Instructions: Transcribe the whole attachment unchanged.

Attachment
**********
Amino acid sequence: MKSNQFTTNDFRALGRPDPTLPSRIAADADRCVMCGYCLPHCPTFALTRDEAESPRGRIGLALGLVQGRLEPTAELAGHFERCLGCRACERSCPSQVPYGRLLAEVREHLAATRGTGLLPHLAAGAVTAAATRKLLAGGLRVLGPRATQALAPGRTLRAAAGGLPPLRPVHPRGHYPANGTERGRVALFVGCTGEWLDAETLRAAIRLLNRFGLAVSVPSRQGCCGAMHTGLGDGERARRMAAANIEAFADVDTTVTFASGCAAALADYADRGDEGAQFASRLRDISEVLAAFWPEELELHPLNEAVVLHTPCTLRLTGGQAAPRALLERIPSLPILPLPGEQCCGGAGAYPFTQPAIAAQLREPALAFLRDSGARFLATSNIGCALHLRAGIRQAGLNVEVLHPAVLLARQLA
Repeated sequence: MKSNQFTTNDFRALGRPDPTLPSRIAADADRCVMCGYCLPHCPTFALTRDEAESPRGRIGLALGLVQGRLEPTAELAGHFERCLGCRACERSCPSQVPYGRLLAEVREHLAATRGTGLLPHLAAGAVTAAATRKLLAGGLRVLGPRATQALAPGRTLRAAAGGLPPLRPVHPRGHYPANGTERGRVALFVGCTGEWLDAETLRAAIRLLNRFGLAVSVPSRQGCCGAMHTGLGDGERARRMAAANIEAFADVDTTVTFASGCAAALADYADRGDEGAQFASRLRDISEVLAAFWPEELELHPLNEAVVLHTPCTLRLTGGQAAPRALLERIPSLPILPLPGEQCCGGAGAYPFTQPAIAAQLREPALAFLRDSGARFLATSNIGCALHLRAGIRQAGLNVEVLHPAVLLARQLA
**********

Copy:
Amino acid sequence: MKSNQFTTNDFRALGRPDPTLPSRIAADADRCVMCGYCLPHCPTFALTRDEAESPRGRIGLALGLVQGRLEPTAELAGHFERCLGCRACERSCPSQVPYGRLLAEVREHLAATRGTGLLPHLAAGAVTAAATRKLLAGGLRVLGPRATQALAPGRTLRAAAGGLPPLRPVHPRGHYPANGTERGRVALFVGCTGEWLDAETLRAAIRLLNRFGLAVSVPSRQGCCGAMHTGLGDGERARRMAAANIEAFADVDTTVTFASGCAAALADYADRGDEGAQFASRLRDISEVLAAFWPEELELHPLNEAVVLHTPCTLRLTGGQAAPRALLERIPSLPILPLPGEQCCGGAGAYPFTQPAIAAQLREPALAFLRDSGARFLATSNIGCALHLRAGIRQAGLNVEVLHPAVLLARQLA
Repeated sequence: MKSNQFTTNDFRALGRPDPTLPSRIAADADRCVMCGYCLPHCPTFALTRDEAESPRGRIGLALGLVQGRLEPTAELAGHFERCLGCRACERSCPSQVPYGRLLAEVREHLAATRGTGLLPHLAAGAVTAAATRKLLAGGLRVLGPRATQALAPGRTLRAAAGGLPPLRPVHPRGHYPANGTERGRVALFVGCTGEWLDAETLRAAIRLLNRFGLAVSVPSRQGCCGAMHTGLGDGERARRMAAANIEAFADVDTTVTFASGCAAALADYADRGDEGAQFASRLRDISEVLAAFWPEELELHPLNEAVVLHTPCTLRLTGGQAAPRALLERIPSLPILPLPGEQCCGGAGAYPFTQPAIAAQLREPALAFLRDSGARFLATSNIGCALHLRAGIRQAGLNVEVLHPAVLLARQLA